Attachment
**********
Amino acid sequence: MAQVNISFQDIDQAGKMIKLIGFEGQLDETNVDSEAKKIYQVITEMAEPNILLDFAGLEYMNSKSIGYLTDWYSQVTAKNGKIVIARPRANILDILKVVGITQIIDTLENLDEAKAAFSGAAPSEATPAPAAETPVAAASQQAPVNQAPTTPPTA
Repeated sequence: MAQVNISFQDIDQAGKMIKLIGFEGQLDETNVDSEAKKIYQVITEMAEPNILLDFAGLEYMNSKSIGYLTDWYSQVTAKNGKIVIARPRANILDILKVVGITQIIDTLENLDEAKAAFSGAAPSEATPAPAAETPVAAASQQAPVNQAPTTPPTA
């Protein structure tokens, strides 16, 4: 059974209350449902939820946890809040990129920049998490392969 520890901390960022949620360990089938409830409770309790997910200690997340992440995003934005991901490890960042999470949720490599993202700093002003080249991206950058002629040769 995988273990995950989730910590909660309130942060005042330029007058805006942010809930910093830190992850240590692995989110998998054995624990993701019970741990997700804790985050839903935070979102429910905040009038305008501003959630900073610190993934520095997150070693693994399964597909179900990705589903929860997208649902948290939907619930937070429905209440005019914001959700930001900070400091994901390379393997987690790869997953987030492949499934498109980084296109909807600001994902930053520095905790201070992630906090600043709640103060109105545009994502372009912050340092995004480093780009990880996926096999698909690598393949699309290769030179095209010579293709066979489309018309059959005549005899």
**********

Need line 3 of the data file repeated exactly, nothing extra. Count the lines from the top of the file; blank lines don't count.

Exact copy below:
């Protein structure tokens, strides 16, 4: 059974209350449902939820946890809040990129920049998490392969 520890901390960022949620360990089938409830409770309790997910200690997340992440995003934005991901490890960042999470949720490599993202700093002003080249991206950058002629040769 995988273990995950989730910590909660309130942060005042330029007058805006942010809930910093830190992850240590692995989110998998054995624990993701019970741990997700804790985050839903935070979102429910905040009038305008501003959630900073610190993934520095997150070693693994399964597909179900990705589903929860997208649902948290939907619930937070429905209440005019914001959700930001900070400091994901390379393997987690790869997953987030492949499934498109980084296109909807600001994902930053520095905790201070992630906090600043709640103060109105545009994502372009912050340092995004480093780009990880996926096999698909690598393949699309290769030179095209010579293709066979489309018309059959005549005899």